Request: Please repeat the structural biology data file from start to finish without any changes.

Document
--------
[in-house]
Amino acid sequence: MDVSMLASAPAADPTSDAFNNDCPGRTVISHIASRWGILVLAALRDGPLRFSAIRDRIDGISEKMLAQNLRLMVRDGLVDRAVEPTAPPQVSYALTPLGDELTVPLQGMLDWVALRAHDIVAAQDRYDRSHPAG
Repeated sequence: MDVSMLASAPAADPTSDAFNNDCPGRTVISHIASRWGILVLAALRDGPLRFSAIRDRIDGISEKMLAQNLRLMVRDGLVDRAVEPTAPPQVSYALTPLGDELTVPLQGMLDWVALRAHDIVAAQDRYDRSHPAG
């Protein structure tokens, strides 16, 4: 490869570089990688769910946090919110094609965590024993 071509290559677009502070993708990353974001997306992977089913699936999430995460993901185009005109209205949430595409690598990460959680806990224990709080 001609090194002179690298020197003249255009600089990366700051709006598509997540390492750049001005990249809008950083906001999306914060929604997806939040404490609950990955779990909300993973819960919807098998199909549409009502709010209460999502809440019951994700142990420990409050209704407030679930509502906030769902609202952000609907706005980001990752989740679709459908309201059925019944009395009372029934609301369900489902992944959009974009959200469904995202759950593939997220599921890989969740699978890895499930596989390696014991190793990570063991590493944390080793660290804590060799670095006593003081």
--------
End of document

[in-house]
Amino acid sequence: MDVSMLASAPAADPTSDAFNNDCPGRTVISHIASRWGILVLAALRDGPLRFSAIRDRIDGISEKMLAQNLRLMVRDGLVDRAVEPTAPPQVSYALTPLGDELTVPLQGMLDWVALRAHDIVAAQDRYDRSHPAG
Repeated sequence: MDVSMLASAPAADPTSDAFNNDCPGRTVISHIASRWGILVLAALRDGPLRFSAIRDRIDGISEKMLAQNLRLMVRDGLVDRAVEPTAPPQVSYALTPLGDELTVPLQGMLDWVALRAHDIVAAQDRYDRSHPAG
């Protein structure tokens, strides 16, 4: 490869570089990688769910946090919110094609965590024993 071509290559677009502070993708990353974001997306992977089913699936999430995460993901185009005109209205949430595409690598990460959680806990224990709080 001609090194002179690298020197003249255009600089990366700051709006598509997540390492750049001005990249809008950083906001999306914060929604997806939040404490609950990955779990909300993973819960919807098998199909549409009502709010209460999502809440019951994700142990420990409050209704407030679930509502906030769902609202952000609907706005980001990752989740679709459908309201059925019944009395009372029934609301369900489902992944959009974009959200469904995202759950593939997220599921890989969740699978890895499930596989390696014991190793990570063991590493944390080793660290804590060799670095006593003081």